Study finds aspirin may reduce cancer risk, but it's not for everyone

the ONA take:

Guidelines from the Fred Hutchinson Cancer Research Center advise that low-dose daily aspirin for prevention of pancreatic cancer may not be for everyone. Although most researchers agree that long-term, low-dose aspirin has benefits for cardiovascular disease and cancer, the potential adverse effects of the drug include increased risk of bleeding in the stomach or the brain. In addition, the FDA warns against aspirin use to prevent a first heart attack or stroke. People at risk of pancreatic cancer should talk to their doctor about use of aspirin or any other preventive measures. The Center also warns people who abruptly stop taking the medication can increase risk of blood clots.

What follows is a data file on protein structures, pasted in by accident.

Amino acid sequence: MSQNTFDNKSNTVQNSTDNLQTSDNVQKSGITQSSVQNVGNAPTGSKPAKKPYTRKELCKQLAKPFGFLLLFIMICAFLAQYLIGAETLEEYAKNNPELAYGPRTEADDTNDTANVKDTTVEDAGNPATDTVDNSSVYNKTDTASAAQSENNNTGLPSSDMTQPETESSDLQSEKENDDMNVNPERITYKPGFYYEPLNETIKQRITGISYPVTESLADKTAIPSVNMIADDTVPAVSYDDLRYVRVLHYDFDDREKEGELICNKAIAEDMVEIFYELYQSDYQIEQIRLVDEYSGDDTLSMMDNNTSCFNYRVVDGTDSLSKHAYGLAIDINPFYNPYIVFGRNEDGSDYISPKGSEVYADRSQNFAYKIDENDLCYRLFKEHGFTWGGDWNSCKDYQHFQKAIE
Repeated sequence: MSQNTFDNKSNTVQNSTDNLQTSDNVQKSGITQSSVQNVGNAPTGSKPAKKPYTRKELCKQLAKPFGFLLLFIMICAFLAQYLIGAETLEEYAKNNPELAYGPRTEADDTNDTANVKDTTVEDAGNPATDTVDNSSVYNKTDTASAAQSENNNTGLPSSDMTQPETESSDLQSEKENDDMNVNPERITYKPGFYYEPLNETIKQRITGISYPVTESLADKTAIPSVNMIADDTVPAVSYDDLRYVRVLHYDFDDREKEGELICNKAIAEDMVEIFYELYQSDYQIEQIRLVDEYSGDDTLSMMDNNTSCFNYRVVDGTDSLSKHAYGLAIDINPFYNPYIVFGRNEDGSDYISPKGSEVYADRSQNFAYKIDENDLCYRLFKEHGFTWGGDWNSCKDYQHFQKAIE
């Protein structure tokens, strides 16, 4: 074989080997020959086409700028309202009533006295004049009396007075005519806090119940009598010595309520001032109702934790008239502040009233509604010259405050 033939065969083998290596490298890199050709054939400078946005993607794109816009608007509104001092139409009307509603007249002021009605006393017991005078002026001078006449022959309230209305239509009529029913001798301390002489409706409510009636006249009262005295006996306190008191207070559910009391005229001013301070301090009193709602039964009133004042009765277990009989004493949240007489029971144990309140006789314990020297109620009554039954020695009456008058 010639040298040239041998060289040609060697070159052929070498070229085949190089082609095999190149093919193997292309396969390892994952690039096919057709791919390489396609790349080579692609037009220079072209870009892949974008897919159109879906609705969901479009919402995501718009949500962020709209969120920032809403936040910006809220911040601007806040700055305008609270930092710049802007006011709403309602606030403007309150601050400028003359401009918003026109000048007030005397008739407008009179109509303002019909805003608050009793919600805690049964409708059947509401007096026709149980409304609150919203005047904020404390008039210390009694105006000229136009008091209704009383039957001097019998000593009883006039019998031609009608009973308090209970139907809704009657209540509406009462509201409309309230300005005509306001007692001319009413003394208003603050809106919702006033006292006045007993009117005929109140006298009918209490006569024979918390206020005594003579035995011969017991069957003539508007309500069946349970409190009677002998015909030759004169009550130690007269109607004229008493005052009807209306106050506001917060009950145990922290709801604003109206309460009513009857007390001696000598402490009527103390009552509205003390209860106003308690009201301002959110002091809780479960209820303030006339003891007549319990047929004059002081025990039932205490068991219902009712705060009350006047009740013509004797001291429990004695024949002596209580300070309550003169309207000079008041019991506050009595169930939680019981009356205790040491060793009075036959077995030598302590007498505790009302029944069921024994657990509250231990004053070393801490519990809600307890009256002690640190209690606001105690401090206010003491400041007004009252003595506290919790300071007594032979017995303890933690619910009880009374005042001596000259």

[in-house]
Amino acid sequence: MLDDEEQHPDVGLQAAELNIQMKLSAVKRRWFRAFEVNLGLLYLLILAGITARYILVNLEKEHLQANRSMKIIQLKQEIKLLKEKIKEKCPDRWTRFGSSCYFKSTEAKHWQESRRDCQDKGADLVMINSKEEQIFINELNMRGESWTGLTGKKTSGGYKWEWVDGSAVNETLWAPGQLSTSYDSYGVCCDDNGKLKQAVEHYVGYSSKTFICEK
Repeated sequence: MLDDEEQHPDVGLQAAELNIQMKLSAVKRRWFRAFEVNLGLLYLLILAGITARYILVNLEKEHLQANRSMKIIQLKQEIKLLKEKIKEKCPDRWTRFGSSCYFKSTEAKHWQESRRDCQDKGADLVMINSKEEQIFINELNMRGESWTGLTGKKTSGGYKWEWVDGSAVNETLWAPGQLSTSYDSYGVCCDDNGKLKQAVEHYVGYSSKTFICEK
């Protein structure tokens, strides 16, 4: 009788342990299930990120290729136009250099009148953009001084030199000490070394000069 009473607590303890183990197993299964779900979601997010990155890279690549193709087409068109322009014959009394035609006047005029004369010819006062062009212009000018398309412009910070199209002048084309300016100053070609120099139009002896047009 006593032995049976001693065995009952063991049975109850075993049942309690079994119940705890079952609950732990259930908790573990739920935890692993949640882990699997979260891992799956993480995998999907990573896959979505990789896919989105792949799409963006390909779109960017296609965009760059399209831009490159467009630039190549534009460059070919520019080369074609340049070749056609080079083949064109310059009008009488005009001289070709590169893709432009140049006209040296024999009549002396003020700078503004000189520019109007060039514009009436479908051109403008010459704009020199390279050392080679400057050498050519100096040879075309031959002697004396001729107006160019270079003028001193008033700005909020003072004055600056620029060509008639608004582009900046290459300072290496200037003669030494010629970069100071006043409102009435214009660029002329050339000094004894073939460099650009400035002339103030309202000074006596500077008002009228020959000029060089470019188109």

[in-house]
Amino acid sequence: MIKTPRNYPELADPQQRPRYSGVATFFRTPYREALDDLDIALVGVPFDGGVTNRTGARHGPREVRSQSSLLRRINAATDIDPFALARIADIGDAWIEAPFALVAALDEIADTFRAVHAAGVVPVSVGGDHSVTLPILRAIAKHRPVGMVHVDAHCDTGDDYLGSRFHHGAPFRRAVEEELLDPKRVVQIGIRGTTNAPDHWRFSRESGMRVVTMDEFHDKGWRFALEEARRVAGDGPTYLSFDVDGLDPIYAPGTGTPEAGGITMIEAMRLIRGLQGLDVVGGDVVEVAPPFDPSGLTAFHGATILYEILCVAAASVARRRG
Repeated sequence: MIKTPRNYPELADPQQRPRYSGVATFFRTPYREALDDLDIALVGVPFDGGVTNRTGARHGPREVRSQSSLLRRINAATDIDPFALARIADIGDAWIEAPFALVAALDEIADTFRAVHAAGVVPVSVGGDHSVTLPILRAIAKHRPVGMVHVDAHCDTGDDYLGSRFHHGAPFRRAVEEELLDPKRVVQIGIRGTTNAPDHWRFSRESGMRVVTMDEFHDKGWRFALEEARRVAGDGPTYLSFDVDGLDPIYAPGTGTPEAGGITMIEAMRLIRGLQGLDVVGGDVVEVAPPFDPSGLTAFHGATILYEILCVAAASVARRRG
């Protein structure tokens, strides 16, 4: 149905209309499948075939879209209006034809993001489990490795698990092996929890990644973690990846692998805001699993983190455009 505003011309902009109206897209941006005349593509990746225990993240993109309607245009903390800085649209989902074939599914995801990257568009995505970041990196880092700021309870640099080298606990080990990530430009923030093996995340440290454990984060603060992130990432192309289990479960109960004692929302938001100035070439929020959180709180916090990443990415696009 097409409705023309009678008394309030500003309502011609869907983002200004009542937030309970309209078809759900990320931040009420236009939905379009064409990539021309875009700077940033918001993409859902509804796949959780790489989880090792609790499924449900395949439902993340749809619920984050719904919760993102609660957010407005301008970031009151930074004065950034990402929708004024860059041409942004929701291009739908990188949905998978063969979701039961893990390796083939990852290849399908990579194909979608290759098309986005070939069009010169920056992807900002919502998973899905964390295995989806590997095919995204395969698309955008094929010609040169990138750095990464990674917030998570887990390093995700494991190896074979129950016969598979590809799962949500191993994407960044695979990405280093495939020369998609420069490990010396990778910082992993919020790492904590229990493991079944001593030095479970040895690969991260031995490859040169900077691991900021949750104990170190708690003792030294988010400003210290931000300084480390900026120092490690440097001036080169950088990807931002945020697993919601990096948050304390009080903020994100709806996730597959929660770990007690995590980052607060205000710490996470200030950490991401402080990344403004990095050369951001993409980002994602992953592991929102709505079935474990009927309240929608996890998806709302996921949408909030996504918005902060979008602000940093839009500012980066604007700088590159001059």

Study finds aspirin may reduce cancer risk, but it's not for everyone
Study finds aspirin may reduce cancer risk, but it's not for everyone
Many people use aspirin to prevent heart attack or stroke. Now, researchers say a low-dose of the over-the-counter medication can help fight against pancreatic cancer. A daily aspirin regime, according to a recent study, may reduce the risk of developing pancreatic cancer.
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